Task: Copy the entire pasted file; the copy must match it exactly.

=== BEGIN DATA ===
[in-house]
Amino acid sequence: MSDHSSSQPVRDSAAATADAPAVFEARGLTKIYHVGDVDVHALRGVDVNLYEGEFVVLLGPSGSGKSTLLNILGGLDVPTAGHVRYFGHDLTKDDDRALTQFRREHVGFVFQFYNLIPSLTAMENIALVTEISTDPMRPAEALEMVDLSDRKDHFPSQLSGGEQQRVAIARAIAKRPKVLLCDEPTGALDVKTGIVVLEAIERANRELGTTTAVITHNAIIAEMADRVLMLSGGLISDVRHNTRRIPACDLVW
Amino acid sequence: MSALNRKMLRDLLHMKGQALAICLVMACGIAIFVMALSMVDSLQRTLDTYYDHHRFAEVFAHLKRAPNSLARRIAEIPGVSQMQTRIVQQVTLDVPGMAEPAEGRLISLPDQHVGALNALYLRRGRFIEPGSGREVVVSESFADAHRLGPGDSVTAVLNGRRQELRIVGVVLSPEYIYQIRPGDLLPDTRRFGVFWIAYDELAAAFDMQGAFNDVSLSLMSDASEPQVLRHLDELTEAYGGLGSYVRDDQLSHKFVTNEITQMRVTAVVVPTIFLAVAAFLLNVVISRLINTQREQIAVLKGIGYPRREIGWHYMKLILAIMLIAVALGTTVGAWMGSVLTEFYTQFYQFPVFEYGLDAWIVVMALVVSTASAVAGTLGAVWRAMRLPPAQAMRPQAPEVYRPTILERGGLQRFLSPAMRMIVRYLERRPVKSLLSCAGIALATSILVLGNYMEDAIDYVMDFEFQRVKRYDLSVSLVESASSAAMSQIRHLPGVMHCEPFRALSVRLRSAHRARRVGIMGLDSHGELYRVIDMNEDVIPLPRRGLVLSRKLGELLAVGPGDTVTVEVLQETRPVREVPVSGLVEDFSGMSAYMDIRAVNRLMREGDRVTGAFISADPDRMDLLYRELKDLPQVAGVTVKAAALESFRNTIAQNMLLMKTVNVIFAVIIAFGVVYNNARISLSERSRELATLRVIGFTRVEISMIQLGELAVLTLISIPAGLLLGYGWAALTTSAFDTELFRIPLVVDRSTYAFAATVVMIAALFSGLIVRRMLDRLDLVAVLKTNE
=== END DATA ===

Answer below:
[in-house]
Amino acid sequence: MSDHSSSQPVRDSAAATADAPAVFEARGLTKIYHVGDVDVHALRGVDVNLYEGEFVVLLGPSGSGKSTLLNILGGLDVPTAGHVRYFGHDLTKDDDRALTQFRREHVGFVFQFYNLIPSLTAMENIALVTEISTDPMRPAEALEMVDLSDRKDHFPSQLSGGEQQRVAIARAIAKRPKVLLCDEPTGALDVKTGIVVLEAIERANRELGTTTAVITHNAIIAEMADRVLMLSGGLISDVRHNTRRIPACDLVW
Amino acid sequence: MSALNRKMLRDLLHMKGQALAICLVMACGIAIFVMALSMVDSLQRTLDTYYDHHRFAEVFAHLKRAPNSLARRIAEIPGVSQMQTRIVQQVTLDVPGMAEPAEGRLISLPDQHVGALNALYLRRGRFIEPGSGREVVVSESFADAHRLGPGDSVTAVLNGRRQELRIVGVVLSPEYIYQIRPGDLLPDTRRFGVFWIAYDELAAAFDMQGAFNDVSLSLMSDASEPQVLRHLDELTEAYGGLGSYVRDDQLSHKFVTNEITQMRVTAVVVPTIFLAVAAFLLNVVISRLINTQREQIAVLKGIGYPRREIGWHYMKLILAIMLIAVALGTTVGAWMGSVLTEFYTQFYQFPVFEYGLDAWIVVMALVVSTASAVAGTLGAVWRAMRLPPAQAMRPQAPEVYRPTILERGGLQRFLSPAMRMIVRYLERRPVKSLLSCAGIALATSILVLGNYMEDAIDYVMDFEFQRVKRYDLSVSLVESASSAAMSQIRHLPGVMHCEPFRALSVRLRSAHRARRVGIMGLDSHGELYRVIDMNEDVIPLPRRGLVLSRKLGELLAVGPGDTVTVEVLQETRPVREVPVSGLVEDFSGMSAYMDIRAVNRLMREGDRVTGAFISADPDRMDLLYRELKDLPQVAGVTVKAAALESFRNTIAQNMLLMKTVNVIFAVIIAFGVVYNNARISLSERSRELATLRVIGFTRVEISMIQLGELAVLTLISIPAGLLLGYGWAALTTSAFDTELFRIPLVVDRSTYAFAATVVMIAALFSGLIVRRMLDRLDLVAVLKTNE